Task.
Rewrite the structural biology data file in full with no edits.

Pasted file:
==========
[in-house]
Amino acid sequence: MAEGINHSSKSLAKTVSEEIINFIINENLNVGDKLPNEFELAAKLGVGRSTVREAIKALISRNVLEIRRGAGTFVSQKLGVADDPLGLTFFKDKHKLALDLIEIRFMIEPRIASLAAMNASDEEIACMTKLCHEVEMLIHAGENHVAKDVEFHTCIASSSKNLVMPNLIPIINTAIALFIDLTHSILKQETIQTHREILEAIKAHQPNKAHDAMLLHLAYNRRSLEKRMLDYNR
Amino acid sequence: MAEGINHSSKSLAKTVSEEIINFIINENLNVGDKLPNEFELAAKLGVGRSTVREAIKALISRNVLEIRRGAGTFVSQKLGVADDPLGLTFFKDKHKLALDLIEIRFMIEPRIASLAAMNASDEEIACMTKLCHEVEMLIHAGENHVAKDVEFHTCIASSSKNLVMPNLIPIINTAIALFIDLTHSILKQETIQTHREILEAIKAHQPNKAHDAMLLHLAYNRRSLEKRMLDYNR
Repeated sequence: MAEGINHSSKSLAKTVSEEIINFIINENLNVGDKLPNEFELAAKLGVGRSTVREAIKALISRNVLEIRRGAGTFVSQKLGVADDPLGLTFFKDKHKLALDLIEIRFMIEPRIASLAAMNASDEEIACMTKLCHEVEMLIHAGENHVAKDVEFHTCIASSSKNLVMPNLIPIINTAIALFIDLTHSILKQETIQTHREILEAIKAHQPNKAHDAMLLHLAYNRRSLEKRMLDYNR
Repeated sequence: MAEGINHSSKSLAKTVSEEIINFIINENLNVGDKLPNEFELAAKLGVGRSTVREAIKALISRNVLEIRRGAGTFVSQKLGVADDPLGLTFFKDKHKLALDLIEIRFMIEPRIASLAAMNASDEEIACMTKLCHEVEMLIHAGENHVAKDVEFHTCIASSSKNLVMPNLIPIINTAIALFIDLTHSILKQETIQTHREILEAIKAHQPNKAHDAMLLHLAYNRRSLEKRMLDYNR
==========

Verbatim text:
[in-house]
Amino acid sequence: MAEGINHSSKSLAKTVSEEIINFIINENLNVGDKLPNEFELAAKLGVGRSTVREAIKALISRNVLEIRRGAGTFVSQKLGVADDPLGLTFFKDKHKLALDLIEIRFMIEPRIASLAAMNASDEEIACMTKLCHEVEMLIHAGENHVAKDVEFHTCIASSSKNLVMPNLIPIINTAIALFIDLTHSILKQETIQTHREILEAIKAHQPNKAHDAMLLHLAYNRRSLEKRMLDYNR
Amino acid sequence: MAEGINHSSKSLAKTVSEEIINFIINENLNVGDKLPNEFELAAKLGVGRSTVREAIKALISRNVLEIRRGAGTFVSQKLGVADDPLGLTFFKDKHKLALDLIEIRFMIEPRIASLAAMNASDEEIACMTKLCHEVEMLIHAGENHVAKDVEFHTCIASSSKNLVMPNLIPIINTAIALFIDLTHSILKQETIQTHREILEAIKAHQPNKAHDAMLLHLAYNRRSLEKRMLDYNR
Repeated sequence: MAEGINHSSKSLAKTVSEEIINFIINENLNVGDKLPNEFELAAKLGVGRSTVREAIKALISRNVLEIRRGAGTFVSQKLGVADDPLGLTFFKDKHKLALDLIEIRFMIEPRIASLAAMNASDEEIACMTKLCHEVEMLIHAGENHVAKDVEFHTCIASSSKNLVMPNLIPIINTAIALFIDLTHSILKQETIQTHREILEAIKAHQPNKAHDAMLLHLAYNRRSLEKRMLDYNR
Repeated sequence: MAEGINHSSKSLAKTVSEEIINFIINENLNVGDKLPNEFELAAKLGVGRSTVREAIKALISRNVLEIRRGAGTFVSQKLGVADDPLGLTFFKDKHKLALDLIEIRFMIEPRIASLAAMNASDEEIACMTKLCHEVEMLIHAGENHVAKDVEFHTCIASSSKNLVMPNLIPIINTAIALFIDLTHSILKQETIQTHREILEAIKAHQPNKAHDAMLLHLAYNRRSLEKRMLDYNR